Bear Tracks

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In 1932, ethnologist, Alfred W. Bowers (who had lived with the Mandan Indians for three years), was given a Mandan name. In bestowing this name upon an outsider, the Mandan historian, named Crows Heart, introduced Bowers to the tribe thus:

One hundred years ago we were a numerous and happy people with no fear of our enemies. Our people were brave and proud of their great leaders. Foremost of our leaders, and the bravest and wisest of all of them was Four Bears. He fasted in the Okipa for four days and he fasted nine days on a hill without food or water to get a God who would bring him success in war and make him a great leader among his people. Once he captured a herd of horses from the enemy and brought [it] to our village alone. He revenged the murder of his brother by walking 250 miles to the Arikiara camps where he entered their camp by night and murdered his brother. He was braver than the Cheyenne and once challenged their chief to a dual single handed. All these things he did to raise his name before the people and to spread the word to the enemy that the Mandans were the bravest people on the earth…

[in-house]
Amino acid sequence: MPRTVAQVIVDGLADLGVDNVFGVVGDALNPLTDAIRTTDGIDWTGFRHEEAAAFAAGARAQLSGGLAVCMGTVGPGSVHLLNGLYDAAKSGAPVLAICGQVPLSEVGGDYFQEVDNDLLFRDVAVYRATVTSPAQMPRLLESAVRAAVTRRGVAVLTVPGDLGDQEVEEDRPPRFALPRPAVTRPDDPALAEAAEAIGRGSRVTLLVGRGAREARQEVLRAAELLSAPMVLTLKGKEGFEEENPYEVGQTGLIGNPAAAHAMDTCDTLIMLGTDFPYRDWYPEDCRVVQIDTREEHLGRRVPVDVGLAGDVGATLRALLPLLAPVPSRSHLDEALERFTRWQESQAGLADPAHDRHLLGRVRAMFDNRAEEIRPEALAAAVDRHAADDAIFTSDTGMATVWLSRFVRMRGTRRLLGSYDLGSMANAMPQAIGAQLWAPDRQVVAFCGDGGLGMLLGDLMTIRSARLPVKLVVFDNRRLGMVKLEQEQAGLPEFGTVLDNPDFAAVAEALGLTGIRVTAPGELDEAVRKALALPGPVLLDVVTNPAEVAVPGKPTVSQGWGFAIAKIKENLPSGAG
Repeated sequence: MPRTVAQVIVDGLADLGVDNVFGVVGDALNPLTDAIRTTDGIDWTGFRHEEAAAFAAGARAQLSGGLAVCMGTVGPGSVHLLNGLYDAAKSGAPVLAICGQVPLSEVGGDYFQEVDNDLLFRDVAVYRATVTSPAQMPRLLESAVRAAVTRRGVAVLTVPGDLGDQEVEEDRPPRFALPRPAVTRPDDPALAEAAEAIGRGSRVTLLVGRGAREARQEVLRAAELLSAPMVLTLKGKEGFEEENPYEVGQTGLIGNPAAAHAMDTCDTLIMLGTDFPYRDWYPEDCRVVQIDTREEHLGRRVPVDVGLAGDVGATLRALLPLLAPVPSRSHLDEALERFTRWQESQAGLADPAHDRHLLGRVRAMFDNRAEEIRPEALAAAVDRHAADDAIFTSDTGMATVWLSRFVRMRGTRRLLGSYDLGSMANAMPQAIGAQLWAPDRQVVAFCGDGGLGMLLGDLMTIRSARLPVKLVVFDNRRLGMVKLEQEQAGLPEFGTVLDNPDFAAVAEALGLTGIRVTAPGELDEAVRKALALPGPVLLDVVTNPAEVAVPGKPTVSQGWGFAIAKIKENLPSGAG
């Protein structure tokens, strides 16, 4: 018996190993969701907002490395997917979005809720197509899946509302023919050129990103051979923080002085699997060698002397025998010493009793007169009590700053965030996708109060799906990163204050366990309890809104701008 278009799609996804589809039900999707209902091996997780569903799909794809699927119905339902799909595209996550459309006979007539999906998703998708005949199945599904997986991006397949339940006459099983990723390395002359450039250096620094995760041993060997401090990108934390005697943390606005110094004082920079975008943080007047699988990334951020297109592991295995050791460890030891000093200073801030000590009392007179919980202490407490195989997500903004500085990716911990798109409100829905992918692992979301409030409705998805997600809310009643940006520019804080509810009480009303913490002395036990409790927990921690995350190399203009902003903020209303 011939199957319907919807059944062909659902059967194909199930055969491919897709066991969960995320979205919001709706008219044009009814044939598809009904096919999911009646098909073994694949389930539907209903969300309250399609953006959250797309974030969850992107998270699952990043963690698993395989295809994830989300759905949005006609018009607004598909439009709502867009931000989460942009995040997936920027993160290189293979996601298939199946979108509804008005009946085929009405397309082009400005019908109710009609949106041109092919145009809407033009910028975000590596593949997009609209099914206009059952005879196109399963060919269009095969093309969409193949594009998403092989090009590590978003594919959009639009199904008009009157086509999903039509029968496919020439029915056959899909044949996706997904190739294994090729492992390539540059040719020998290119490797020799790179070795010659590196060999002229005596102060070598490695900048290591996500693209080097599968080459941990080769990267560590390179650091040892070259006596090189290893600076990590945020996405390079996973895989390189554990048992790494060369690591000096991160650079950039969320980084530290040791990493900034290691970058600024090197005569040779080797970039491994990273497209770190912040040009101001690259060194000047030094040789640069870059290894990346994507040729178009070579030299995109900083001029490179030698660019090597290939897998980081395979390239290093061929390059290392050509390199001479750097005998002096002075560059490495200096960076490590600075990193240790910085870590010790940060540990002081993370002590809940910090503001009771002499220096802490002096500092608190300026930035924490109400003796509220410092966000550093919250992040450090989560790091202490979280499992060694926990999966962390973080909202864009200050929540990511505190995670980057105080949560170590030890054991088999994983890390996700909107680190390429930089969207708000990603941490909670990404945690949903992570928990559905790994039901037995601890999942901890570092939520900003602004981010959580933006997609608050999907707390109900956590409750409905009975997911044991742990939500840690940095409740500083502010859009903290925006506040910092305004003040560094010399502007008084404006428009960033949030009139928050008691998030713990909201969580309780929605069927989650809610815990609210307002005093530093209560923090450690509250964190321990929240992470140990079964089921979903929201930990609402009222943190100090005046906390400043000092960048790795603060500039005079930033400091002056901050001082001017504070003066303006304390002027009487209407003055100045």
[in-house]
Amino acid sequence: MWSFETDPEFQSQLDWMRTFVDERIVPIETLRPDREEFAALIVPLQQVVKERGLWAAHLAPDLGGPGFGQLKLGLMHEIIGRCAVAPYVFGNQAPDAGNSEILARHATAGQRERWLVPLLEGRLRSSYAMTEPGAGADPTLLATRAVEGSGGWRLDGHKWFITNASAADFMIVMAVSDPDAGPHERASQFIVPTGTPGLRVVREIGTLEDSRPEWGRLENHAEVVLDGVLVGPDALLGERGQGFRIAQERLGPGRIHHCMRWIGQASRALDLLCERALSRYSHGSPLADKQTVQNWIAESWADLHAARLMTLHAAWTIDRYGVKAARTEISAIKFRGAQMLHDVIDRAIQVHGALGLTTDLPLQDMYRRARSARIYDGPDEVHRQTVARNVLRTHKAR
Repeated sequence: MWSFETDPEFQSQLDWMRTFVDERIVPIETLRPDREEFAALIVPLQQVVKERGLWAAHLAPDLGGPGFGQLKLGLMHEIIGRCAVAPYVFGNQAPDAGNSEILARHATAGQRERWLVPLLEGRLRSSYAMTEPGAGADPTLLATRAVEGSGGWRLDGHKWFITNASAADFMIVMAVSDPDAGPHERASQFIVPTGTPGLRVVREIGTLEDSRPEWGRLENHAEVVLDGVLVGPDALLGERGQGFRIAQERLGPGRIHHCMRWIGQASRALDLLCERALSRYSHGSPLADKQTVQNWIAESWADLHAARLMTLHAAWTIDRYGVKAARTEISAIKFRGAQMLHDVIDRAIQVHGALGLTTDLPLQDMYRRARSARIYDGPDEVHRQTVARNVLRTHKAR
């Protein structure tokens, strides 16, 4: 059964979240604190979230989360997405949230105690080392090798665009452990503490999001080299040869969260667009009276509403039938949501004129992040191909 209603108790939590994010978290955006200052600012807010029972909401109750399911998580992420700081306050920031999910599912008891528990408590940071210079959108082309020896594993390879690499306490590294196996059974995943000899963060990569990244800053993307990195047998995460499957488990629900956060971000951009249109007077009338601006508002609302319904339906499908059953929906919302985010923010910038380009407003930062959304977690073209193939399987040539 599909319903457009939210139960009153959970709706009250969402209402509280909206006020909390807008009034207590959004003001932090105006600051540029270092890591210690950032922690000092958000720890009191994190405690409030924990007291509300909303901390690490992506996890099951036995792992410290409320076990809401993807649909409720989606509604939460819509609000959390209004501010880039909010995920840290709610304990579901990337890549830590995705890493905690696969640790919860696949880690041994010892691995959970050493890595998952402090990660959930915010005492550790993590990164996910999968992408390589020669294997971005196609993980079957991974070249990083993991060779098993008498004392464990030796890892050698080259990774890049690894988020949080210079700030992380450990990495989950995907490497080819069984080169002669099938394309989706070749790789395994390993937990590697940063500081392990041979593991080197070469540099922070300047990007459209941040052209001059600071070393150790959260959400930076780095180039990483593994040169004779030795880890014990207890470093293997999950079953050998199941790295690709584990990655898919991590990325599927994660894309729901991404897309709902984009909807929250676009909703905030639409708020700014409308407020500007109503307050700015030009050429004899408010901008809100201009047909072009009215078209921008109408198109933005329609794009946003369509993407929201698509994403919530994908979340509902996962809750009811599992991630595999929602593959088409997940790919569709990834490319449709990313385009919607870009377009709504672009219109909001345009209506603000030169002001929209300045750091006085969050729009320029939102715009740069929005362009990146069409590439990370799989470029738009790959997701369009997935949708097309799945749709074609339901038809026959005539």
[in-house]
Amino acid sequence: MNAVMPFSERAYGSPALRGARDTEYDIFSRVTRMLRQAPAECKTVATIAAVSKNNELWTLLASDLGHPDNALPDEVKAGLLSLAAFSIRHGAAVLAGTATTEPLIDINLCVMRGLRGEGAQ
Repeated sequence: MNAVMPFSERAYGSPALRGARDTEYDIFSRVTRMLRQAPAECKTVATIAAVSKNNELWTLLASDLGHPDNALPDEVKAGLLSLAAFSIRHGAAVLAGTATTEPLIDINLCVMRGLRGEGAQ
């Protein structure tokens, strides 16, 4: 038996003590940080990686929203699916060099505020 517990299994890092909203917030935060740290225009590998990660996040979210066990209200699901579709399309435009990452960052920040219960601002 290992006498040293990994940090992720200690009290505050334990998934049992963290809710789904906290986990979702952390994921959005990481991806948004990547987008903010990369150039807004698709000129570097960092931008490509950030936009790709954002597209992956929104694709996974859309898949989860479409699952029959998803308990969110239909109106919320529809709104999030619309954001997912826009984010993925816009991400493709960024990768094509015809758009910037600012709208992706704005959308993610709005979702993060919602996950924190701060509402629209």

The McGary “Bear Tracks” is Four Bears at his prime. His buffalo robe displays his most famous ventures; his ermine and split-antelope horn headdress was a glamorous sign of his stature and wealth. Trade with the Europeans, particularly with the French, must have made his British officer’s coat available because until his last day, Four Bears never declared war on the white man. On June 19 1837, when Four Bears was still a relatively young man with a wife and young children, a steamboat from the American Fur Company arrived at the Mandan villages after stopping at Fort Clark just downstream. It was the carrier of smallpox.




Lifesize, 7′ x 6′ x 3′, Edition of 9


Upper Missiouri River Series